"Not a thing." James sighed, and kicked off his shoes, looking around the front room of their rather ramshackle house. "We have too much stuff at the moment. We should -"

"Sell things again. But -"

"Oh, they might be useful, but we need space, and -"

" - too crowded, I know."

"But you don't want to get rid of them."

"Not the books, perhaps?"

"Hm. You and your damned books. Swear to God we might have stayed -"

"Yes, yes, if it hadn't been for my taking the book out of the Bod, we'd still be there..." It was an old argument, one that had lost any heat or emphasis it might have once possessed, and Stephen yawned, dropping into the chair by the spluttering fire and beginning to poke some life into it.

"What do we do 'bout him?" asked James eventually, sitting down on the hearthrug and removing the poker from Stephen before it put his eye out.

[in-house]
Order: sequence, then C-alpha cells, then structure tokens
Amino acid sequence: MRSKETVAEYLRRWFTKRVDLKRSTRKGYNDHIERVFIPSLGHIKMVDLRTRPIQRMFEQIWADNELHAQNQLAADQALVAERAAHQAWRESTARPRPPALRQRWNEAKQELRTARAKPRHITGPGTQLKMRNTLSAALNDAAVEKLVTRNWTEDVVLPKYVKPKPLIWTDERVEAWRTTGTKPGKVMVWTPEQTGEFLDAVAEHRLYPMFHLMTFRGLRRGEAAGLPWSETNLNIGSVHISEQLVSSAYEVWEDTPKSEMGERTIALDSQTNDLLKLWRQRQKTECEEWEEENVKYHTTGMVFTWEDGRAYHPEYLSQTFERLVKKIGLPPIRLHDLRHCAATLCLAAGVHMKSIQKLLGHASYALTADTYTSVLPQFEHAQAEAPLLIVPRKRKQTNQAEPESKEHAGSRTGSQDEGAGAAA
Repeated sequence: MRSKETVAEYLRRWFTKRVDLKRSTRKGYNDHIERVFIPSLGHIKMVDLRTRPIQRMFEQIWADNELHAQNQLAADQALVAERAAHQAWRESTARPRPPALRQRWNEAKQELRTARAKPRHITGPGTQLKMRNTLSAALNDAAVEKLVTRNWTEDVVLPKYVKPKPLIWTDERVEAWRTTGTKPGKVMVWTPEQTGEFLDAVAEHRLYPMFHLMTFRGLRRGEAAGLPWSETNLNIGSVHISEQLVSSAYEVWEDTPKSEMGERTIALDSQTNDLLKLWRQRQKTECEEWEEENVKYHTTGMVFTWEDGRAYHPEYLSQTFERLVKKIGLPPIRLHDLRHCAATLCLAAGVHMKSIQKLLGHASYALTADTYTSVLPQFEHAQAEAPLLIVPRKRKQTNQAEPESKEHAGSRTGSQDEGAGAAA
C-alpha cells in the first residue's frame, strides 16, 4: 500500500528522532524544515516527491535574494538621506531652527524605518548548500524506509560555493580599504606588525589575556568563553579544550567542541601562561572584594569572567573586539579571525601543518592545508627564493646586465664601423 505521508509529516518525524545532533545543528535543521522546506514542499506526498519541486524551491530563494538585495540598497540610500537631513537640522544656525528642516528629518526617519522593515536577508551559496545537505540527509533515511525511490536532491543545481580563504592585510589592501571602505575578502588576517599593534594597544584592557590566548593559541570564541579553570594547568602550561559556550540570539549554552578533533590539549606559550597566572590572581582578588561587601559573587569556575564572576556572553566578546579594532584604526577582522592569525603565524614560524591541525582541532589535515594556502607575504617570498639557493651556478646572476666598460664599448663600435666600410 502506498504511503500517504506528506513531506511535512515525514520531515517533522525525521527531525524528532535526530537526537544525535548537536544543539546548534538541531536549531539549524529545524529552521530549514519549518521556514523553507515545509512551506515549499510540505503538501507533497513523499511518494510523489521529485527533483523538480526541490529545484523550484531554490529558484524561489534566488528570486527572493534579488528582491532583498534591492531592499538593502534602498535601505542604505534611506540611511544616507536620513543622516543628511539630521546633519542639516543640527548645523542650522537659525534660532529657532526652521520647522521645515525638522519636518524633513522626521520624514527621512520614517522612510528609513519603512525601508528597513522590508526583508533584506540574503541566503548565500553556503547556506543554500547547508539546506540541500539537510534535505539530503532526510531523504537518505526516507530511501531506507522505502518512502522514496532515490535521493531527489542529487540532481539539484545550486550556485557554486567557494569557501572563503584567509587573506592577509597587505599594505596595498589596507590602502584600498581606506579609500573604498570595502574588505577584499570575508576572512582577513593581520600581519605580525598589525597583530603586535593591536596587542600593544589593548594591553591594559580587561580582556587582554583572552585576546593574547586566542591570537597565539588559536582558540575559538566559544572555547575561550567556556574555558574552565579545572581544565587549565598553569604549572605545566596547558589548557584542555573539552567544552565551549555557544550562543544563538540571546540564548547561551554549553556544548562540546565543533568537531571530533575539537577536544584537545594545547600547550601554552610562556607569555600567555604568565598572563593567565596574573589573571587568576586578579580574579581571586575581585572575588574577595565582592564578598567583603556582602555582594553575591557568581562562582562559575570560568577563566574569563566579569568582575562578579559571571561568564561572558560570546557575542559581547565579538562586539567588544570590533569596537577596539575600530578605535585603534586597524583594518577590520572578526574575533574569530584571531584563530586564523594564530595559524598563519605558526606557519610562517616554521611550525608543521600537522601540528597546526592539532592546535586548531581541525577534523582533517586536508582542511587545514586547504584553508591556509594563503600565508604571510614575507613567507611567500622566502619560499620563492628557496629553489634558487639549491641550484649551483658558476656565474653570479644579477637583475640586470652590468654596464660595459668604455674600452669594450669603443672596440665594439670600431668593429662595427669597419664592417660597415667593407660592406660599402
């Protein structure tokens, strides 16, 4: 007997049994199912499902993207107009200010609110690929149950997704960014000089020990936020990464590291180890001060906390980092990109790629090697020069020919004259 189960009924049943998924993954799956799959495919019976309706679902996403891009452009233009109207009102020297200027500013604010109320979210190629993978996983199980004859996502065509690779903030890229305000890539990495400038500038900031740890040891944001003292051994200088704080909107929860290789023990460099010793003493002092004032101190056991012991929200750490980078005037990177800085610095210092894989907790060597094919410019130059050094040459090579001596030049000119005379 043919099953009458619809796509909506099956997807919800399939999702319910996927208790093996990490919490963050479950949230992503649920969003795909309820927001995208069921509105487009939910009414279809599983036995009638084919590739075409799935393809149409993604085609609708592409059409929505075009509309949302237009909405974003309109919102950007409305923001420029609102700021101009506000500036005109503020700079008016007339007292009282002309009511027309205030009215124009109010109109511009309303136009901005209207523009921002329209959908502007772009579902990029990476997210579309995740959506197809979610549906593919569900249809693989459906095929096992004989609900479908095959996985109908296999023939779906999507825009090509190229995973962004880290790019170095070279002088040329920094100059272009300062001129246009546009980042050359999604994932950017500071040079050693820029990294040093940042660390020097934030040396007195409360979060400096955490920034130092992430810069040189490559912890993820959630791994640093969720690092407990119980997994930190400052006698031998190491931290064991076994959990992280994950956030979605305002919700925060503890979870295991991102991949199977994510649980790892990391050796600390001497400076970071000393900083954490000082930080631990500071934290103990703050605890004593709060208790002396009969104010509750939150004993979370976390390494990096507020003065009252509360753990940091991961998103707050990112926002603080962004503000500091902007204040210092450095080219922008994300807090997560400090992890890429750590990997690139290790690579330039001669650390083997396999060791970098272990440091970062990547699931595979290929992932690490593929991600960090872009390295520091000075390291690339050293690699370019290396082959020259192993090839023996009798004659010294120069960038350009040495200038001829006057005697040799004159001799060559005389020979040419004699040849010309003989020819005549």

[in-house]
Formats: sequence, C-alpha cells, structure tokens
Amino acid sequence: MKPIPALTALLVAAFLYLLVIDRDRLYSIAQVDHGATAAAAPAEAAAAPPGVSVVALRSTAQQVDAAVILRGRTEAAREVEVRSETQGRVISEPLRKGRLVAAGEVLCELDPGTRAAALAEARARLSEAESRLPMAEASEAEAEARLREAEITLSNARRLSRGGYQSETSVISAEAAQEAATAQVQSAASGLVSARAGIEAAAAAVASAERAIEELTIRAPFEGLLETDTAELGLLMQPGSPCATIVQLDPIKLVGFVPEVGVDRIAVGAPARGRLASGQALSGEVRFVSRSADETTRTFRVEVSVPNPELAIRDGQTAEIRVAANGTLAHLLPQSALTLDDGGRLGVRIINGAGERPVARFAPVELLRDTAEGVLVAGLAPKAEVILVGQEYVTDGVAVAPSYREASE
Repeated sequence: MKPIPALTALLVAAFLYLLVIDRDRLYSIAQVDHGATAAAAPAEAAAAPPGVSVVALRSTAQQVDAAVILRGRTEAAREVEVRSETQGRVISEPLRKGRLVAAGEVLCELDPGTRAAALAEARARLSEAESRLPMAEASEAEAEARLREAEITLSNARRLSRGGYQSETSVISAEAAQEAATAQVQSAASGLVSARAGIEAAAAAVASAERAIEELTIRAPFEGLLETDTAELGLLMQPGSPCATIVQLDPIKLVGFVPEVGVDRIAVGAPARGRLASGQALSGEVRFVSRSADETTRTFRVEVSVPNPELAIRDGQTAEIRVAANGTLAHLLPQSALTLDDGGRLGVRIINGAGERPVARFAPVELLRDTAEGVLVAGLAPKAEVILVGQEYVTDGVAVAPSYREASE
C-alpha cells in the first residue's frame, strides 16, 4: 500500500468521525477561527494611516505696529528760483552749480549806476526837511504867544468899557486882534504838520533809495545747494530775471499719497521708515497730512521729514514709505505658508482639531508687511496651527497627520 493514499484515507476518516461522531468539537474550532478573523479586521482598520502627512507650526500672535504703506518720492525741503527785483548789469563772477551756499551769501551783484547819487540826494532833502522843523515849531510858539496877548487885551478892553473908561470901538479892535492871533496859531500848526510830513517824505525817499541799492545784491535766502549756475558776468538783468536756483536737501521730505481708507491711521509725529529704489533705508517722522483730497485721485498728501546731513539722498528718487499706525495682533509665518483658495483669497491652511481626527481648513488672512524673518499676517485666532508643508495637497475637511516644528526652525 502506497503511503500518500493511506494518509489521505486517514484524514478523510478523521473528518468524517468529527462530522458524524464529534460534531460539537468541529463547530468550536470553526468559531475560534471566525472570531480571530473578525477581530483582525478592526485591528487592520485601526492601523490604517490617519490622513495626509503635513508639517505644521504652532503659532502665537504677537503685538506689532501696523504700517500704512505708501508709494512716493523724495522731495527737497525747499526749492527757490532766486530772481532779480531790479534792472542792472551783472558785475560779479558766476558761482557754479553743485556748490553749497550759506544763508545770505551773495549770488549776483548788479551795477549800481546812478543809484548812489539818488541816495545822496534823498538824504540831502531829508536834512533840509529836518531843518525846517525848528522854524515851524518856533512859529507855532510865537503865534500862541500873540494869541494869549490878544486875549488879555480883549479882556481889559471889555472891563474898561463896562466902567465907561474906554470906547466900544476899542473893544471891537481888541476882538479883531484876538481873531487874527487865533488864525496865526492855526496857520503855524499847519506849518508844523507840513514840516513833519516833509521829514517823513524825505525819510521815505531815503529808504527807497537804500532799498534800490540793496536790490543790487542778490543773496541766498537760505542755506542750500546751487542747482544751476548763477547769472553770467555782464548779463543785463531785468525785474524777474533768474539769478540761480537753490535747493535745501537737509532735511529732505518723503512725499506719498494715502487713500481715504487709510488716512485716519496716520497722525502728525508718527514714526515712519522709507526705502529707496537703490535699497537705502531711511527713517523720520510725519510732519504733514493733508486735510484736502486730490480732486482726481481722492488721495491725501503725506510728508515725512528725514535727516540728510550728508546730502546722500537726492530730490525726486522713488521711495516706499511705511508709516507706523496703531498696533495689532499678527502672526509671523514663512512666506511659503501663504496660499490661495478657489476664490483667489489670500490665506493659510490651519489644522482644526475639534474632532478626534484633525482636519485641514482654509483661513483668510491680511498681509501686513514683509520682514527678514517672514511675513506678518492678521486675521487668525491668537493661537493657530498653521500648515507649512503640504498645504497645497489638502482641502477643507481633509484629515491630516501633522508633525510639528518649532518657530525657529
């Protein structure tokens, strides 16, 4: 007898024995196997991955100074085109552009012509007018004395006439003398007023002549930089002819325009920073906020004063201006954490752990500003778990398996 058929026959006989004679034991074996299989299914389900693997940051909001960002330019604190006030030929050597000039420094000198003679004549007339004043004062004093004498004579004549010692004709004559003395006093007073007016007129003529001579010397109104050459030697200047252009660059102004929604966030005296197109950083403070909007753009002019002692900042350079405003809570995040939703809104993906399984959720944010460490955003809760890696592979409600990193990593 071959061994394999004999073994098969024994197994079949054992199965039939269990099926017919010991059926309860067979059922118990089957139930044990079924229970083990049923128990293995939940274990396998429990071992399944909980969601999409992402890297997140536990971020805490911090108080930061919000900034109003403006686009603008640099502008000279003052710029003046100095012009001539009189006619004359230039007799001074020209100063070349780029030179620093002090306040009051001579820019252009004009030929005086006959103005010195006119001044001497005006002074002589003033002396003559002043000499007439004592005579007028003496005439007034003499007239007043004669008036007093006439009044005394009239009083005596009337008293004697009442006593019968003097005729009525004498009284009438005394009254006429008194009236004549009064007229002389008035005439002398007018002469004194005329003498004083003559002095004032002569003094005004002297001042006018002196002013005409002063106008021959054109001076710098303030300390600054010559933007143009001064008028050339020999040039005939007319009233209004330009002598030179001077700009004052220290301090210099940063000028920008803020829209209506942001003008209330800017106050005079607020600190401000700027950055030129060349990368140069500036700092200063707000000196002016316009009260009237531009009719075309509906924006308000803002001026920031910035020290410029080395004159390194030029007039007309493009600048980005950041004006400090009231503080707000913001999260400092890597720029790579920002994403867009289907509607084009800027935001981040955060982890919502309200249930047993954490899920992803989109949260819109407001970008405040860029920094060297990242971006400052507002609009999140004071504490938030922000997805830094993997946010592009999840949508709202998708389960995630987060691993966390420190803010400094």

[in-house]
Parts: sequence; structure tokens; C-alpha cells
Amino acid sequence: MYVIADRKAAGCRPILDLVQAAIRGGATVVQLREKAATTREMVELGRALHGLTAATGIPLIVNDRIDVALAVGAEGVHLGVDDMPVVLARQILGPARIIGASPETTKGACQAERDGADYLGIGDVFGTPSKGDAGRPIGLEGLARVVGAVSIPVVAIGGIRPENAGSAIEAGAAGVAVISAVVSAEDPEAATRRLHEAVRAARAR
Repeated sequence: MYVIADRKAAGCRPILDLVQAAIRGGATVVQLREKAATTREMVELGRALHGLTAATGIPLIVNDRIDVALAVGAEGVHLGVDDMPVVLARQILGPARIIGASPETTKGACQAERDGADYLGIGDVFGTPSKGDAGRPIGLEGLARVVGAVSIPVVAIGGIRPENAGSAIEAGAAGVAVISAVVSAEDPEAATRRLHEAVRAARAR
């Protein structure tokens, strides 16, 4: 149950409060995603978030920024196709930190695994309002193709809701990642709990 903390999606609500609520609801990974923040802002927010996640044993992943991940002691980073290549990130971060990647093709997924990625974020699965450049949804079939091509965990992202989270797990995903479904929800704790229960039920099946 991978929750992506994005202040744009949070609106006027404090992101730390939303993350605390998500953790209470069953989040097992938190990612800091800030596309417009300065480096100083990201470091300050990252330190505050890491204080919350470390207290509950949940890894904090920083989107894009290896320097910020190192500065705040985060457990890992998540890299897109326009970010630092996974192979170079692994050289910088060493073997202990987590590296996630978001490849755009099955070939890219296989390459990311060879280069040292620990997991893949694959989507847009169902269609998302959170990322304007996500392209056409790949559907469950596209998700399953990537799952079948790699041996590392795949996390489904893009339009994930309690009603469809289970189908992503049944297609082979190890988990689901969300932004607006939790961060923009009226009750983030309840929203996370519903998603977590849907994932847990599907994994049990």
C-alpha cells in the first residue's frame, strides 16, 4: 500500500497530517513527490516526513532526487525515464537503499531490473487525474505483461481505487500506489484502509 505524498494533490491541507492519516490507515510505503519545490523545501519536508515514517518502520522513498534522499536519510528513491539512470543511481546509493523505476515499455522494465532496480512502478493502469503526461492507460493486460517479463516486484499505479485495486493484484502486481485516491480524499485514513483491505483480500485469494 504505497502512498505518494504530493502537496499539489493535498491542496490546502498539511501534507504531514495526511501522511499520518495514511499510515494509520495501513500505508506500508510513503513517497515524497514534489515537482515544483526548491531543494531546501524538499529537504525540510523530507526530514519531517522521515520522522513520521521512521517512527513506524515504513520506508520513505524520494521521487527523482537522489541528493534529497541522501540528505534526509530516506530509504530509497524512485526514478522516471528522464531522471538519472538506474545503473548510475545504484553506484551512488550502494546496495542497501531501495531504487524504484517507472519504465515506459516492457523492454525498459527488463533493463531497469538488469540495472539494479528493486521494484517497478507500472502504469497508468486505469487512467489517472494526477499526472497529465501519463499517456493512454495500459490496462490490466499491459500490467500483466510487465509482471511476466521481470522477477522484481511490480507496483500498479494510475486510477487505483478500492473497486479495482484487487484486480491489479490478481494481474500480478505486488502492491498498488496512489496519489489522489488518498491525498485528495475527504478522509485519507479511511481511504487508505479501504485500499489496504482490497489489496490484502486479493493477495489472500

Stephen sighed, and leant back into the depths of the chair. "Could hit him on the head. Make him forget this lieutenant like he forgot Hal."

"Wouldn't work."

"No..." Stephen yawned, curling his legs beneath him. "Let it go. See what happens. Wait him out."


"Mm-hm." Stephen was drifting towards sleep, the growing warmth of the fire as good as a blanket.

James, unconvinced, remained awake, turning the poker thoughtfully between ink-stained fingers, and staring into the fire.

"I hate waiting," he said softly to the overflowing room, filled with other people's lost treasures. "You know that."

Unhearing, Stephen slept on.


"Carr, /move/!"

Hislop was looking more like a deranged mediaeval jester than usual, his sandy hair sticking straight up from his head and his stockings sagging hopelessly around his ankles. His partner maintained his air of faintly sleepy bewilderment, leaping up helpfully onto a chair as Hislop rushed around the office as productively - that is to say, not at all - as a whirlwind. Papers flew in his wake as he tried to reassert order with an astounding lack of success, and Carr wondered briefly whether he should get down from the chair and help, before sanity and the concept of his own safety reasserted themselves.